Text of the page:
I will post what I can when I can on his progress: my involvement with him stops when he reaches a safe area of afghan and the hands of the next stage carer for his vet checks and eventual flight back to UK. Your support and generosity has made this risky and dangerous journey for him as supported as he ever could ask for and, with your help, if ever a dog had the best chance of making it through the war zone to safety it will be Brin. We will all do all we can on our various levels to do the right thing for our boy: but know that your interest in his story in itself supports his journey and improves his chances. From Brin and myself: Thank you. To Sally and all of you who have contributed to his future and his welfare. Never could either of us imagined such a response to his story.

He proved to also be quite the ‘escape artist’ often to be seen off base running after patrols and trotting about without a care in the world which was not the best thing to do in that area!
So, Brin had to learn to stay put by being tethered outside the sleeping quarters where he would wait patiently for Cpt. Mark to return from patrols and they would go for a walk together around the base twice a day.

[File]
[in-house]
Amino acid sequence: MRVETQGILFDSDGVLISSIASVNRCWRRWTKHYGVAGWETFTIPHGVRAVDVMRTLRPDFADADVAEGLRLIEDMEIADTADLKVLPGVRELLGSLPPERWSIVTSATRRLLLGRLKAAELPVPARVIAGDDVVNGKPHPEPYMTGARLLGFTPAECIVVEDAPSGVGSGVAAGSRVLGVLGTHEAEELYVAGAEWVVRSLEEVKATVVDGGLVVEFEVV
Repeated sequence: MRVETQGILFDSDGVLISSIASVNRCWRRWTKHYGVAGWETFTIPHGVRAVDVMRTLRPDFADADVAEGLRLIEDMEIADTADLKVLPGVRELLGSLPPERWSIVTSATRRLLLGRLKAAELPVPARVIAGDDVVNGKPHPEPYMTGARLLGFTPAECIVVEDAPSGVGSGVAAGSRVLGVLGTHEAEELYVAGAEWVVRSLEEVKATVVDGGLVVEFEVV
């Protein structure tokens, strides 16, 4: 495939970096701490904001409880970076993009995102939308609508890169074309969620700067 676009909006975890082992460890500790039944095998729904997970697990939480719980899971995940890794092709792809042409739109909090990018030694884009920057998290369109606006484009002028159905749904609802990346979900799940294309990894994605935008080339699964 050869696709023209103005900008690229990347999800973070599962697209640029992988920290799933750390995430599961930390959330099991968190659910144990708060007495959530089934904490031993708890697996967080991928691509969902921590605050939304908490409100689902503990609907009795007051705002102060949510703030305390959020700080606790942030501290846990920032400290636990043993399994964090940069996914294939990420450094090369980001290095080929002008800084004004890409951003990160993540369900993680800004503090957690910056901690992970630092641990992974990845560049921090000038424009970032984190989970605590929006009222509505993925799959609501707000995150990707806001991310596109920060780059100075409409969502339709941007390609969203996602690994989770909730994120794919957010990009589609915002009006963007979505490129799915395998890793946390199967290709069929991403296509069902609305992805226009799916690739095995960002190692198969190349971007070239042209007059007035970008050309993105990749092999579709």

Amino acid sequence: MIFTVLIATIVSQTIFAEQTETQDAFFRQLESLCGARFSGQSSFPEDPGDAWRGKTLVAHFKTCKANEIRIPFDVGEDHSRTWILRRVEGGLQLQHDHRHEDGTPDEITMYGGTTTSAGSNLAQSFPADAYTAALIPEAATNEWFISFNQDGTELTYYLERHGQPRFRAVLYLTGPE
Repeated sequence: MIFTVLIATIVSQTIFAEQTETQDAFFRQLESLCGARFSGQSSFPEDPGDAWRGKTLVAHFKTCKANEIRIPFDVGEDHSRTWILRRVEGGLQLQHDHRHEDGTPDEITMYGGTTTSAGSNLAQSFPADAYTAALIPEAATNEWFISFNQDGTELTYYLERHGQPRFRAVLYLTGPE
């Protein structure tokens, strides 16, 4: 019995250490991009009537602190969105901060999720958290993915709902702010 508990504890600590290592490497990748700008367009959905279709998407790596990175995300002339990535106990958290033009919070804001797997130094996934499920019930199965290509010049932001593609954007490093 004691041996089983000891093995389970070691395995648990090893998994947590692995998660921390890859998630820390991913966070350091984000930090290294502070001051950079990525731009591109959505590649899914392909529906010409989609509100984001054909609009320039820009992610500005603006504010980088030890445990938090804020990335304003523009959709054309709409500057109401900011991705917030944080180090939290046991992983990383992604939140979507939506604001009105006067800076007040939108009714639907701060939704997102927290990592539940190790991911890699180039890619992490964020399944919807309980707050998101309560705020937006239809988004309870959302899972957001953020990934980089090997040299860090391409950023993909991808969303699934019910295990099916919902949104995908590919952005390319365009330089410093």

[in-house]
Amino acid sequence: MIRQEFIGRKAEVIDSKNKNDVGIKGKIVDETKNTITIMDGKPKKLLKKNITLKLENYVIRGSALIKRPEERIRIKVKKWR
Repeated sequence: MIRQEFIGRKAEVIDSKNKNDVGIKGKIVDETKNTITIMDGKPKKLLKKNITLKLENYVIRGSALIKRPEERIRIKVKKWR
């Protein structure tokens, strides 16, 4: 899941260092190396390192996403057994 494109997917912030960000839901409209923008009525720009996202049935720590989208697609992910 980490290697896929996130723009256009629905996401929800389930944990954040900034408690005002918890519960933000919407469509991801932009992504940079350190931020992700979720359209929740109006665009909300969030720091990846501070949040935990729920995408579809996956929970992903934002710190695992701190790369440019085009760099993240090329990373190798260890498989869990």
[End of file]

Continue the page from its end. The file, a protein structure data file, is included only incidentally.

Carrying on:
Brin lived with the Gurkha Rifles for many months and, although still a ‘stray’ in the eyes of the army, he became part of daily routine and included in many activities alongside his newfound friends.

Despite his relative safety there was always the doubt about his future as, for many of the strays from these areas, the outlook is bleak.

The army, after all, are not there to save dogs…

and for Brin, time was running out.

 

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on being found…

In March, 2010, the Coldstream Guards were clearing a road in LasKar Gah, Helmand  province when they spotted a small brown stray dog barking at the side of the road. On closer inspection they found that he was barking at a hidden bomb device (I.E D) that would have certainly killed at least two soldiers at the front of the line.